Feb. 11, 2008 -- BUFFALO, N.Y. -- Florida Panthers forward Richard Zednik required lifesaving surgery after severing his carotid artery, his agent told The Associated Press on Monday.
The player's agent also said that Zednik is recovering at a Buffalo hospital. Zednick lost a drastic amount of blood Sunday during the game against the Sabres. He accidentally was sliced across the right side of the throat by teammate Olli Jokinen's skate.
Agent David Schatia didn't have more details because he had just arrived from an overseas trip.
"The surgery was successful and he's resting comfortably in the hospital," Panthers spokesman Brian Goldman said.
Canada's Sportsnet cable-TV network reported on its Web site that the skate blade just missed cutting the jugular vein.
Blood gushed from Zednik's neck after he was hurt midway through the third period of Buffalo's 5-3 victory, creating a frightening moment that delayed the game for about 15 minutes. There was also a brief discussion about postponing the game altogether.
Zednik was behind the play and skating into the right corner of the Sabres' zone, when Jokinen was upended by Sabres forward Clarke MacArthur. Jokinen fell head-first to the ice, and his right leg flew up and struck Zednik directly on the side of the neck.
Clutching his neck, Zednik raced to the Florida bench, leaving a long trail of blood. When he arrived, he nearly fell into the arms of a team trainer, who quickly applied a towel to the cut. Zednik was then helped off the ice by the trainer and teammate Jassen Cullimore, and escorted to the Panthers' dressing room.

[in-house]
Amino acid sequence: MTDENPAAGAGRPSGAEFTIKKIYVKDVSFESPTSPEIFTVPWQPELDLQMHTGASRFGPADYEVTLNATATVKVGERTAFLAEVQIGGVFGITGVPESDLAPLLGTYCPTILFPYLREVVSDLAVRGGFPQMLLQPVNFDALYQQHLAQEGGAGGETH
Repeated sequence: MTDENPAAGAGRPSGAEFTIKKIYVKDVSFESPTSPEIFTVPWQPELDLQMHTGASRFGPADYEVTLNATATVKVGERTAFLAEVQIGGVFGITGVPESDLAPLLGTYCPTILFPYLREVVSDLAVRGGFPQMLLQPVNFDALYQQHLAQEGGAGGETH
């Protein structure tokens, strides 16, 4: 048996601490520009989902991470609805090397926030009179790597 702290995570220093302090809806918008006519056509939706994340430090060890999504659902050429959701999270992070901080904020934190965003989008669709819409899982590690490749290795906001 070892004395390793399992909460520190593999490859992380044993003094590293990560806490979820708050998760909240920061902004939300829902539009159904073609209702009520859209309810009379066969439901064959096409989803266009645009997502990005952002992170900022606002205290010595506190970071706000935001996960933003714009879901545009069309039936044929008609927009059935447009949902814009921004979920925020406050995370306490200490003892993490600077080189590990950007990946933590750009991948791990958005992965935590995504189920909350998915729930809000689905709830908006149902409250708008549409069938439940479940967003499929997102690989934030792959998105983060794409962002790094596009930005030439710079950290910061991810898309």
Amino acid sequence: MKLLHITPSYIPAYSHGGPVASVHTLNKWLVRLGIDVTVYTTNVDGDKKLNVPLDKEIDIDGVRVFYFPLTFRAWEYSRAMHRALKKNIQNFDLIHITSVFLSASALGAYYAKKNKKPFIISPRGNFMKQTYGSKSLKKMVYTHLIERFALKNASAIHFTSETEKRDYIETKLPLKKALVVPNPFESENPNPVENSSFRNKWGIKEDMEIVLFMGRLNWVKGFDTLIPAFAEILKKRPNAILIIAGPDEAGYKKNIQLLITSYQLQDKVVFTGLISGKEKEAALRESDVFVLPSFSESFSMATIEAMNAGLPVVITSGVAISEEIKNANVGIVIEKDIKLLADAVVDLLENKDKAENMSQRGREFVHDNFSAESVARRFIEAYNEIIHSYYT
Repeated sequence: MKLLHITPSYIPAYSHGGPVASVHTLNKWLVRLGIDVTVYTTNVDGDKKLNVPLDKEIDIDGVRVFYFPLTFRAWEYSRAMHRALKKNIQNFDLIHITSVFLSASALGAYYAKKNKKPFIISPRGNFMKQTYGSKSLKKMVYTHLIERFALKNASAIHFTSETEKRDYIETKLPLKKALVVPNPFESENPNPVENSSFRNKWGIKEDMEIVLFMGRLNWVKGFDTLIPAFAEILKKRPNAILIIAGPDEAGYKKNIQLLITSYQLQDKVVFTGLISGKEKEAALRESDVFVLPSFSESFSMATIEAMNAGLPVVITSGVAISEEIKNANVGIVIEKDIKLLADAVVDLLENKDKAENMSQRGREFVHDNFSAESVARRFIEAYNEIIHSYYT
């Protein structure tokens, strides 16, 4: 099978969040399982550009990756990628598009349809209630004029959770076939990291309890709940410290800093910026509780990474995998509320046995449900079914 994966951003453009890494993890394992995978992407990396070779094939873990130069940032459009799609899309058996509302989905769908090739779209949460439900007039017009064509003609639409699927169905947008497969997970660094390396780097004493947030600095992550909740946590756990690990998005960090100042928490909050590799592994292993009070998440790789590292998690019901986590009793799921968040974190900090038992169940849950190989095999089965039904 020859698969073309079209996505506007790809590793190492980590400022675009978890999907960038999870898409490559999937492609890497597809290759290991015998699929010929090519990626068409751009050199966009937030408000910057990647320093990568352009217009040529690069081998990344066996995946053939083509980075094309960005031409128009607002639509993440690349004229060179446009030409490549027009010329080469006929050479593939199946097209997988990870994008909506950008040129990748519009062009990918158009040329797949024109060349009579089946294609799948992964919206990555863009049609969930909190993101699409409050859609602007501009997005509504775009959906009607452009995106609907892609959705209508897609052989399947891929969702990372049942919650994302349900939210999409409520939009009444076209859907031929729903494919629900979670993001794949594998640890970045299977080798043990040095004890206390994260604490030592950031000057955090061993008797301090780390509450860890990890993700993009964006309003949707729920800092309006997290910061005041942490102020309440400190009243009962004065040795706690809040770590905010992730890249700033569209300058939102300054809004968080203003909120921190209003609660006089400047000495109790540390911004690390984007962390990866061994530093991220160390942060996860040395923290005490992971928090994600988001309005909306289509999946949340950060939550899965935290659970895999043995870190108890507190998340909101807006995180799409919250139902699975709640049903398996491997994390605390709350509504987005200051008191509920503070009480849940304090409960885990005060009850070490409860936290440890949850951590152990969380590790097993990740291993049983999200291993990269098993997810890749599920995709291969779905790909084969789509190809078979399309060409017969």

"We shouldn't have finished the game," Jokinen said. "I saw the replay, that it was my skate that hit him in the throat. I think we were all in shock. I've never seen anything like that. There are bigger things than [finishing the game]. It was terrifying.
"I didn't think anyone on our team was thinking hockey out there after an injury like that. If it was my call, I would have gone to the hospital with him."
Panthers spokesman Justin Copertino said Zednik was transported by ambulance to Buffalo General Hospital. Copertino said the team was making arrangements to have Zednik's wife, Jessica, fly from South Florida to Buffalo by a charter flight Sunday night.
The team was scheduled to return to Miami, but assistant general manager Randy Sexton and assistant trainer Dave Zenobi planned to stay behind with Zednik, Copertino said.
Zednik's injury left players and coaches on both benches stunned, and a silent hush fell over the crowd at HSBC Arena.
NHL vice president Colin Campbell consulted with Sabres general manager Darcy Regier and referee Bill McCreary in a tunnel after Zednik was loaded into an ambulance. Campbell, who was not available for comment, attended the game in part because his son, Gregory, plays for the Panthers.
In a statement, the NHL said that Campbell talked to commissioner Gary Bettman and decided to continue the game after knowing that Zednik was stable, that trainers had stopped the bleeding, and that the teams were willing to go on.